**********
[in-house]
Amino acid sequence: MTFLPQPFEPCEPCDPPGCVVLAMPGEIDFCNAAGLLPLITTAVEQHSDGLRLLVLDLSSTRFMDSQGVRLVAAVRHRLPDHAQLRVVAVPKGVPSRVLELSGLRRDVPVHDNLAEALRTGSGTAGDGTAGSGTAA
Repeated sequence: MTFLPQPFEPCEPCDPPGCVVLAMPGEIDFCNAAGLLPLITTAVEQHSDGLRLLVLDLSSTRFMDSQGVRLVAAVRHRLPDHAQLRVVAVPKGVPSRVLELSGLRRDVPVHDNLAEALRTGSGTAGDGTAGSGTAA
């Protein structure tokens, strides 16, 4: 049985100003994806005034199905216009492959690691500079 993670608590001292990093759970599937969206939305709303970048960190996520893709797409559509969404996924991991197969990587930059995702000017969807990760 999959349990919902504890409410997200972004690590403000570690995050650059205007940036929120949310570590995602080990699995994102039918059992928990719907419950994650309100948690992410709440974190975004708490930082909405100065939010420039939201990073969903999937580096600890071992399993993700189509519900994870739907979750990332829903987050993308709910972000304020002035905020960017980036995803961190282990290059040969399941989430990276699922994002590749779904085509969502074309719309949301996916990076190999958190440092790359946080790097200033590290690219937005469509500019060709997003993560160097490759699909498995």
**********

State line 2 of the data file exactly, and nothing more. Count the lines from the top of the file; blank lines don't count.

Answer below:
Amino acid sequence: MTFLPQPFEPCEPCDPPGCVVLAMPGEIDFCNAAGLLPLITTAVEQHSDGLRLLVLDLSSTRFMDSQGVRLVAAVRHRLPDHAQLRVVAVPKGVPSRVLELSGLRRDVPVHDNLAEALRTGSGTAGDGTAGSGTAA